The HFS “Clarity For Payment Stablecoins Act” seems to be in the poll position of becoming stablecoin law given its history and trajectory.

stablecoins and HFS Democrats

The stablecoin legislation state-of-play was examined by Politico’s Morning Money yesterday given the renewed momentum with both the House and Senate stablecoin bills. The message from Democratic members of House Financial Services, such as crypto gadfly Rep. Brad Sherman (D, IL), is that no one trusts anything crypto-related. But, Rep. Sean Casten (D, IL) tells the publication that during earlier phases of stablecoin bill negotiations there was a way forward and “there was a lot of involvement from Dems on committee with Maxine and her staff around what we would need to see to get to ‘yes.'” Read more from Politico.

more tips:


Cryptocurrency Exchange Kraken Acquires TradeStation Crypto – CoinDesk

new CBDC research

In a new Federal Reserve publication unveiled yesterday and titled, “Financial Stability Implications of CBDC, Fed writers “examine the financial stability risks and benefits of issuing a CBDC under different design options” according to the abstract.

Read the 48-page research report.

In the report’s introduction,  a footnote may be seeking to calm Congressional Republican nerves: “The Federal Reserve has made no decisions on whether to issue a central bank digital currency and does not intend to proceed with issuance of a CBDC without clear support from the executive branch and from Congress, in the form of a specific authorizing law…”

House Majority Whip Tom Emmer’s (R, MN) CBDC Anti-Surveillance State Act  [H.R.5403] has 146 Republican co-sponsors as of yesterday with 10 more Senate co-sponsors, including lead sponsor Sen. Ted Cruz (R, TX), in the Senate [S.3801].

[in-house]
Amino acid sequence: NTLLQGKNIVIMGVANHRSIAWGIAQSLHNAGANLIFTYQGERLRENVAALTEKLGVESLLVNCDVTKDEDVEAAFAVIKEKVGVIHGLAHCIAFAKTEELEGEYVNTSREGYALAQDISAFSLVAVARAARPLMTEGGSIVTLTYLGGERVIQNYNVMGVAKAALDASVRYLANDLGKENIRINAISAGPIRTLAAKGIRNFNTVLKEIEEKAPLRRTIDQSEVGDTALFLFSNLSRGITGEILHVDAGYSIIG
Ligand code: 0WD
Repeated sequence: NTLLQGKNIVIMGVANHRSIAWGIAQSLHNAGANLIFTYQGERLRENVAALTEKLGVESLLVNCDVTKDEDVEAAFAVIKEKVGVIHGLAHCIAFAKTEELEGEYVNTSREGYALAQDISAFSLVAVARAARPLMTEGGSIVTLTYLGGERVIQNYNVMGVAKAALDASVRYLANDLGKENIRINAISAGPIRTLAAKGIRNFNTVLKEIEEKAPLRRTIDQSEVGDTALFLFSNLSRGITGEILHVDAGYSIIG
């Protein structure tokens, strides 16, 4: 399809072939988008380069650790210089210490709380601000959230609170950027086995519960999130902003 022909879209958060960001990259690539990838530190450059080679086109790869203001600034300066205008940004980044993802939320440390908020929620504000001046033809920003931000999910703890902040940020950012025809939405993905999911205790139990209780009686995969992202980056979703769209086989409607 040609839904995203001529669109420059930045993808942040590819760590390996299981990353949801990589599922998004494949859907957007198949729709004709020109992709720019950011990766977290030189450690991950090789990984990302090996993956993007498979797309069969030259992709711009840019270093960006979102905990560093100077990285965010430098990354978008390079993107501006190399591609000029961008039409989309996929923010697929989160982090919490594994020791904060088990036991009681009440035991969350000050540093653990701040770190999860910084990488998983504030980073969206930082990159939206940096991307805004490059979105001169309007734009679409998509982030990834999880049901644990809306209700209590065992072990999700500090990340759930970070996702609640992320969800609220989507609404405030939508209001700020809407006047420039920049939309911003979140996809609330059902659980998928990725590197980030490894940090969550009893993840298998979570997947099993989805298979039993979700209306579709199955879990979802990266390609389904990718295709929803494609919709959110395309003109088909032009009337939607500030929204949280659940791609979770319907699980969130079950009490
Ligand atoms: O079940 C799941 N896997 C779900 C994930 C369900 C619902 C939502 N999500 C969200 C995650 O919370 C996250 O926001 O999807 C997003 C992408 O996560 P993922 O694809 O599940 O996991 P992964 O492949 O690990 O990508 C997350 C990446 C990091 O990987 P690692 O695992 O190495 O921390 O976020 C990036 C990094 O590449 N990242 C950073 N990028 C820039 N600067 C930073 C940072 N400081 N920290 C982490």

crypto regulation op-ed

a16z crypto investor and author Chris Dixon drops an opinion piece yesterday in the Financial Times titled, “Crypto regulation must not prioritise memes over matter.”

See the op-ed now.

Introducing the piece on X, Dixon writes, “My goal isn’t to defend or to diminish memecoins. It’s to point out the backward incentives of a regulatory regime in the US that lets only memecoins thrive – while companies and tokens with more productive uses face hurdles.”

what you should know: Dixon just met with a group of Senators on Capitol Hill last week as part of a meeting of the Senate Financial Innovation Caucus. The topic of discussion included the importance of digital assets to the U.S., according to Senator Lummis’ office.

Bitcoin ETF effects

Grayscale’s Once-Mighty Fund Is Bleeding Bitcoin – The Wall Street Journal

crypto mixer litigation

On the Law of Code podcast, the legal case of Roman Sterlingov is reviewed in depth with his lawyers, Tor Ekeland and Michael Hassard, and George Mason University professor J.W. Verret. Sterlingov was accused by the IRS and Department of Justice of operating a bitcoin mixer known as “Bitcoin Fog” and money laundering violations. He was convicted in March.

In addition to a review of the case, it’s a fascinating discussion of how Department of Justice, the IRS and other areas of government view crypto as well as the role blockchain analytics firm Chainalysis plays.

Hear it on Apple Podcasts.

still more tips

Arkansas House adopts crypto mining resolutions – KASU

Opinion: Comparing Apples to MNGOs: Government Actions Against Avi Eisenberg Show How Poorly Digital Assets Are Classified in US – Unchained

‘Big Four’ accounting firm EY to use Polygon PoS for business contracts – Blockworks

Tether Advances Beyond Stablecoins, Introduces New Framework Embracing Core Divisions to Foster Resilient, Future-Ready Financial Systems – Tether